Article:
Wednesday, February 25, 2009

So, Act 4 of Spain’s national Comic opera has begun. Assailed by accusations of corruption but flushed with the success of the scalp of the Justice Minister, the Opposition Partido Popular announced yesterday they'd today officially accuse the prosecuting judge of perversion of the course of justice, if he didn’t remove himself from the case. And they may well have done so by the time you read this. This will run and run. To a full house.

And talking of madness, I don’t always agree with the writer and commentator, Will Self, but on the issue of the ghoulish media circus around the wedding and death of the ‘celebrity’ Jane Goody in the UK, I plead as guilty as him to the charge of being a hard-hearted cynic. You can read his trenchant views here.

Back in the little pool of Pontevedra, there were cars a-plenty without tickets in the little square today. But no sightings of any traffic cops. On the other hand, the old quarter of Pontevedra featured a feral pack of young Rumanian women with their clipboards and their monosyllabic demands for donations to some fictitious charity for the deaf and dumb. So, what on earth is the link between these? Well, it was a public holiday in Pontevedra today and the police had clearly taken time off from both persecuting motorists and arresting crooks. My initial thought was that crime must rise here on days like this but then I realised that Spanish criminals probably enjoy a good fiesta too. Though not their more industrious Rumanian colleagues, it would seem.

Which reminds me . . . At the head of the list of foreign nationals resident in Galicia I posted the other day were the Portuguese. At 19,000 as I recall. But, looking at the building site outside my house this morning, it dawned on me that the survey was probably done a year or more ago, when Galicia was full of construction workers from our southern neighbour. The real figure might be much lower now. Possibly around 19.

The Voz de Galicia this week gave this verdict on the campaign for the regional elections taking place next Sunday:- What we have is an empty campaign, devoid of ideas, devoid of proposals worth the name, devoid of debates but full of haphazard meetings. Which is like going to the bullring knowing that the bull’s horns have been trimmed. I wouldn’t disagree but, then, I don’t read all the guff so am probably not overly qualified to give an opinion. What I can do, however, is give you a picture of the poster for the PP candidate for President, looking as statesmanlike as he can. The other two will follow tomorrow. In line with my theory about the hankering for strong leaders, I can add that the theme next to the picture of the PSOE candidate – and current President – is:- Give him more power.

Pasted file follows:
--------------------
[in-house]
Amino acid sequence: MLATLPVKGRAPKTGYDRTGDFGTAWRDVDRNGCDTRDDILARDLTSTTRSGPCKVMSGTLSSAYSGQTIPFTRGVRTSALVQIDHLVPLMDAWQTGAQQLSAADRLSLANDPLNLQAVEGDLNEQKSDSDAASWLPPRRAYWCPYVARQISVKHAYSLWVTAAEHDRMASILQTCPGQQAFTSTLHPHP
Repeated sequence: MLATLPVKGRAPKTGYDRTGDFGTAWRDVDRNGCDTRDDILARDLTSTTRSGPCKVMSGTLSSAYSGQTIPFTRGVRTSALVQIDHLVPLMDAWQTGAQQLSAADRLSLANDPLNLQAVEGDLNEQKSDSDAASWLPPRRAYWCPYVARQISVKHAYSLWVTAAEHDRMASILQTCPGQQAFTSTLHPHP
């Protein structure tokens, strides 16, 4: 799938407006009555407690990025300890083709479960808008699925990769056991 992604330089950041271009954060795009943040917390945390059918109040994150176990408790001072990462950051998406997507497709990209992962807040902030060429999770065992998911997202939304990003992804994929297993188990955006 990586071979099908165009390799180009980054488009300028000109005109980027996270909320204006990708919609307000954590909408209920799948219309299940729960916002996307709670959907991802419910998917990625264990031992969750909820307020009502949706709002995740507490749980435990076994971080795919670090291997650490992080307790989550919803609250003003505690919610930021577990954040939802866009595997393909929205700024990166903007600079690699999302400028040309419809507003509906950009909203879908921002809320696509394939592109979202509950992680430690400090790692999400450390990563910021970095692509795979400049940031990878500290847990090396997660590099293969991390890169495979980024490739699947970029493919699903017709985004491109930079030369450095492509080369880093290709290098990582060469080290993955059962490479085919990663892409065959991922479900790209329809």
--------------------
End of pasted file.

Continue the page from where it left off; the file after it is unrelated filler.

I give you Sr. Feijoo, of the Partido Popular . . .

Incidentally, consistent with my ad hominem theme, the PP is attacking the incumbent President for being responsible for Galicia’s economic plight. I suspect this is a mistake, given that most people here probably believe he’s been powerless to stop something caused by the dastardly Americans and not palliated by the bastards in Madrid.

At the same time, the BNG nationalist party is attacking the incumbent President – the head of their PSOE coalition partner - for being “A mouthpiece of the [fascist] PP party”. I suspect on the issue of which co-official language is to have de facto hegemony.

Said incumbent President seems to be too nice to make personal attacks on either of the two other candidates. Which rather suggests he’s not fit for office and shouldn’t be there in the first place.

Finally, I leave you with the odd results of two on-line polls carried out this week by local papers:-

Do you think the Oscars process is impartial?
NO - 67% YES – 33%

Do you think Penelope Cruz is Spain’s best actress?
YES – 10% NO – 90%

I’d be interested in any rationale for either or both of these.


Anonymous said...

Again Mr Davies, your pre-conceptions about the Spanish, very stereotypical, transpire from your arguments. Your "theory about the hankering for strong leaders" (of the Spanish) is quite poor, I think. What about the French or the Americans? Didn't they hanker for strong leaders, Sarkozy, Obama? And in the UK, the labour leadership? The conservative? Not looking for strong leadership? Not NEEDING strong leadership? Is there some residual need, deep in their psyche, to believe in strong leaders, Churchill, Thatcher like? Probably not.